If you follow the debates in space law regarding ownership of asteroids and other solar system bodies, you will smile at the thought of owning the Milky Way galaxy, never mind needing an Owners’ Manual. But this is, of course, just the latest in Haynes’ repurposing of its long-running series to inform its readership about space topics. As such it has probably won the prize for ‘book with the largest scope’ with its promise - in the subtitle - to cover “From 13.5 billion years ago to the infinite future” (and all that in 172 pages!).
Joking apart, the author has put together a concise and nicely illustrated summary of a very large subject. Its main sections cover a brief history of scientific discovery; formation theories and large scale structures; the other galaxies in our ‘neighbourhood’; and the technology used to probe “the Milky Way’s secrets”. The book concludes with the author’s choice of nebulae and other objects, and a look at the future for our galaxy. There is also a glossary and an index.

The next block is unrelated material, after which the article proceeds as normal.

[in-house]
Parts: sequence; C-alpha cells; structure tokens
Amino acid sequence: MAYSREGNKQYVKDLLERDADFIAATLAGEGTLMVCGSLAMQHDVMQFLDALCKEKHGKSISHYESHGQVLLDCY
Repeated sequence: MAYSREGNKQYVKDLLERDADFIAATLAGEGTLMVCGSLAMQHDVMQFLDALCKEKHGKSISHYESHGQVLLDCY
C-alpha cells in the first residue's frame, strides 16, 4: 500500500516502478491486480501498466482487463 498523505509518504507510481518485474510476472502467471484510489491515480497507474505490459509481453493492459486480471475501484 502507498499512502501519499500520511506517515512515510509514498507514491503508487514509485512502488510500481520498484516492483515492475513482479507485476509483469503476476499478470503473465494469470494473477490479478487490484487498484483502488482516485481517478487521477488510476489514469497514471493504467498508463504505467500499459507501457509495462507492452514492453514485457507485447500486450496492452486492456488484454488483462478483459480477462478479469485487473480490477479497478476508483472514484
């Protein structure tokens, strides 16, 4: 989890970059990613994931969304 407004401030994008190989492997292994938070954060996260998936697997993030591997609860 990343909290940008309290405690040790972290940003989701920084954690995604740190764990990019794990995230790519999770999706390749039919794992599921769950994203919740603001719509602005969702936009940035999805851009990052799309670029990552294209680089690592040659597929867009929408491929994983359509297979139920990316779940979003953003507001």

The colour photos in this book are worthy of specific mention. We are used to glorious false colour images of nebulae and globular clusters, but even the ground-based observatories are beautifully represented here. The same goes for the software-generated maps and artist’s conceptions. One of the most thought-provoking is an image of what is likely to be seen in the night sky when the Andromeda galaxy collides with ours (about 4.5 billion years from now). A more amusing example is the ‘Bok globule’, which looks a bit like a glowing caterpillar rampaging through a dust cloud!
It is a shame that the Milky Way – the view into the plane of our galaxy – is invisible to most of the world’s populations because of light pollution. Perhaps this book will encourage those lucky enough to travel to regions of the planet where it is visible to look up and enjoy the spectacle.